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Leaders of world’s three personal ordinariates to meet in Australia for the first time

Three Ordinariate leaders

Church leaders: Monsignor Keith Newton, of the Ordinariate in the United Kingdom, Bishop Steven Lopes, of the Ordinariate in the United States, and Australia’s own Ordinary Monsignor Harry Entwistle will meet in Brisbane this month.

THE leaders of the only three communities established for former Anglicans who sought communion with the Catholic Church will meet for the first time in Australia next month.

Monsignor Keith Newton, of the Ordinariate in the United Kingdom, Bishop Steven Lopes, of the Ordinariate in the United States, and Australia’s own Ordinary Monsignor Harry Entwistle will meet in Brisbane at the end of August for their first gathering in Australia.

A representative from the Holy See will also attend the meeting, which coincides with the fifth anniversary of the Australian community, the Ordinariate of Our Lady of the Southern Cross, which was formed on June 15, 2012.

The ordinariate, or better known as the personal ordinariate, is one of the Church’s newer canonical structures and allows Anglicans, who desired full communion with the Holy See, to join the Church.

Pope Benedict XVI responded to a request from Anglicans asking to be united with the Holy See in 2009 by promulgating the apostolic constitution titled Anglicanorum Coetibus.

The constitution allowed for the creation of canonical structures called ordinariates within the Catholic Church.

Ordinariates, which function similarly to dioceses, are allowed to maintain traditions of the Anglican Communion, including liturgy, and spiritual and pastoral traditions.

The ordinariates use their own form of the Roman Rite approved by the Holy See called “Divine Worship”, which draws from Anglican sources.

Any Catholic can attend at an ordinariate Mass as it is in full communion with the Church.

The first ordinariate was established in the UK in 2011, followed by the USA in 2012 and soon after the Australian community.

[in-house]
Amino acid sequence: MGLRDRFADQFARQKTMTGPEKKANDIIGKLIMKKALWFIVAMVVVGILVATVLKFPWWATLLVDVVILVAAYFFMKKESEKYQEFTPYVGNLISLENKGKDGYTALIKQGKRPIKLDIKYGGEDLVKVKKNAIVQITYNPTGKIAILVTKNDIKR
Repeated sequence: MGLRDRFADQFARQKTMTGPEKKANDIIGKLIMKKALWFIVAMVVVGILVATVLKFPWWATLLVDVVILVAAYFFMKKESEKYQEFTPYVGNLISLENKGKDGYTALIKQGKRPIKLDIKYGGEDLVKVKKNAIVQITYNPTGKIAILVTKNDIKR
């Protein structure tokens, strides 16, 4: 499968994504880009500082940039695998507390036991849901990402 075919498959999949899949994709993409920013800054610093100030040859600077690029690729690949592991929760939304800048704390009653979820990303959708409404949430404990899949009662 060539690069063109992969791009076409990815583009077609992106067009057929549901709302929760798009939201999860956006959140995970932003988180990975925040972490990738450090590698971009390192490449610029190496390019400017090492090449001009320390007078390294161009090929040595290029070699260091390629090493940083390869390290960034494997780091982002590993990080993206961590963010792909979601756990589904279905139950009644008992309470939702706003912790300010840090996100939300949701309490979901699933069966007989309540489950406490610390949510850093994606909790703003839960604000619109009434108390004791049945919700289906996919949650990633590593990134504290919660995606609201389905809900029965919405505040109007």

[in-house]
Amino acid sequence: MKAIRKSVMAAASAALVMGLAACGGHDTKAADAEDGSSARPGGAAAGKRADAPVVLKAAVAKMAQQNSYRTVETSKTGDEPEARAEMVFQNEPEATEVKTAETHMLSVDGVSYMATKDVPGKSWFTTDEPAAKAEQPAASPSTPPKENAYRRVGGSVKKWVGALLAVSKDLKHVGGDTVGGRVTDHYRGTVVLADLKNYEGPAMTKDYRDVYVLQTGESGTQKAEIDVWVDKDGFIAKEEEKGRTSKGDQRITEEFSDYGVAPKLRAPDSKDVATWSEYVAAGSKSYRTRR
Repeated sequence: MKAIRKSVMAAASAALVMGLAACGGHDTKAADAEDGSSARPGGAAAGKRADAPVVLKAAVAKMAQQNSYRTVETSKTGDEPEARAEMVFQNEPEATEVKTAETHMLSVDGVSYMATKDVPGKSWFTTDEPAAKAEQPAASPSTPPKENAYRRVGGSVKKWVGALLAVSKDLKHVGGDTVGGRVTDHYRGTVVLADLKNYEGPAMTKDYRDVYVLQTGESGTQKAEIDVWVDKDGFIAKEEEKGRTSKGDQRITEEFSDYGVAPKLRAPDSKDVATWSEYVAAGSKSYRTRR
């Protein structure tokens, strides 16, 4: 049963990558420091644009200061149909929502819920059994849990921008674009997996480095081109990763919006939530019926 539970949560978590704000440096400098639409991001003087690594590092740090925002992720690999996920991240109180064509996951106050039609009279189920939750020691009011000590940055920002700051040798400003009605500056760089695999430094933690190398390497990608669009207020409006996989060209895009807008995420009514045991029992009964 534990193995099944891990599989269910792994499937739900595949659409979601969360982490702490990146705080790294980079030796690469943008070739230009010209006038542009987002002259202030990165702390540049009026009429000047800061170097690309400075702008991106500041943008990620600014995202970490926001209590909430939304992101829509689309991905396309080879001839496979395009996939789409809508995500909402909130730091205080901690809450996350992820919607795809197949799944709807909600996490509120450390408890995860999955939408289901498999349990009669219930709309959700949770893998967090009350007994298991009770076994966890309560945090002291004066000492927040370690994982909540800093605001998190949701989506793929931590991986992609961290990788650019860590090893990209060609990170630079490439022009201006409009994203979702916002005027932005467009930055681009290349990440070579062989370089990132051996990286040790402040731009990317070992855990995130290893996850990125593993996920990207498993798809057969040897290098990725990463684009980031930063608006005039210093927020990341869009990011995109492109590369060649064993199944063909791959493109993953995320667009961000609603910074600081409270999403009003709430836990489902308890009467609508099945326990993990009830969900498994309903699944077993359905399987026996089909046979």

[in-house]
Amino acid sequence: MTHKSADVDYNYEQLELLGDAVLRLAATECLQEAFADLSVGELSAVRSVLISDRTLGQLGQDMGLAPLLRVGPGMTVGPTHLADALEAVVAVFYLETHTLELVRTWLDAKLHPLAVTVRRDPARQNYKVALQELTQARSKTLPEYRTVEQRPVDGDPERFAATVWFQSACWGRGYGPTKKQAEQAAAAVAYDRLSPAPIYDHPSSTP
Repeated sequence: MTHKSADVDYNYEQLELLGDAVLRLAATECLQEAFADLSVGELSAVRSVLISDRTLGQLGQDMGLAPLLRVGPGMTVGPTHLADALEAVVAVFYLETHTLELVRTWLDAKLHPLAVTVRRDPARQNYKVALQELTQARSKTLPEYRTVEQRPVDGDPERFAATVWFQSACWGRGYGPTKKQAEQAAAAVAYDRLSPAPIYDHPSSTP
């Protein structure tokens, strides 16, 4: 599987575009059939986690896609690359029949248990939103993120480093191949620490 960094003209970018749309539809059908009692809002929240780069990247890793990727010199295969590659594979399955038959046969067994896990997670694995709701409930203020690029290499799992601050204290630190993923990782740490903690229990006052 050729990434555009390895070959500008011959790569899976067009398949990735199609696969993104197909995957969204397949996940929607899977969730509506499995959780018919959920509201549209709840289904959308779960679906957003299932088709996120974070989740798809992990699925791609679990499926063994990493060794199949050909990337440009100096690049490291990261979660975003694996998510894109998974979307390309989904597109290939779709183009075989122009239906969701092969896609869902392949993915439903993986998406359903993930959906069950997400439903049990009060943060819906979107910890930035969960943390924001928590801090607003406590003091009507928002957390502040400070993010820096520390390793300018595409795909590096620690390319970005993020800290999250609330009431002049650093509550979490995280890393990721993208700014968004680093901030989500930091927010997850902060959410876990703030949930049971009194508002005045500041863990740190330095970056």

There are now 13 communities within the Australian ordinariate plus two more in Japan.

There are three leaders or ordinaries in the world, and their meeting in Brisbane will be their first public appearance in Australia.

East Brisbane ordinariate priest Fr Tony Iball said the meeting of the three ordinaries in Brisbane was significant for the Australian ordinariate’s fifth anniversary celebrations.

“Celebrating our fifth anniversary with the three ordinaries being present and coinciding with our annual clergy residential meeting helps us to focus on the importance of Pope Benedict XVI’s invitation in Anglicanorum Coetibus for Anglicans to come into full communion with the Catholic Church and the Holy Father,” Fr Iball said.

Fr Iball said the meeting would also be a sign of hope to groups and individuals who seek to unite with the Catholic Church.

“Our gathering and celebrations will also focus on the hope that the establishment of the ordinariates in America, the UK and Australia should not be seen as one-off experiences but should give encouragement by example to other groups seeking unity with the Universal Church and those interested in ecumenism generally to continue seeking unity among Christians after many centuries of division,” he said.

The meeting of the three ordinaries will coincide with a public lecture on the future of ecumenism by Queensland-born theologian and former Anglican, Professor Tracey Rowland on August 30 and a Mass on the Solemnity of Our Lady of the Southern Cross on August 31.

The Mass in August will be celebrated by Ordinary Monsignor Harry Entwistle according to the Ordinariate Missal, Divine Worship, at Mary Immaculate Church, Annerley, from 7pm.

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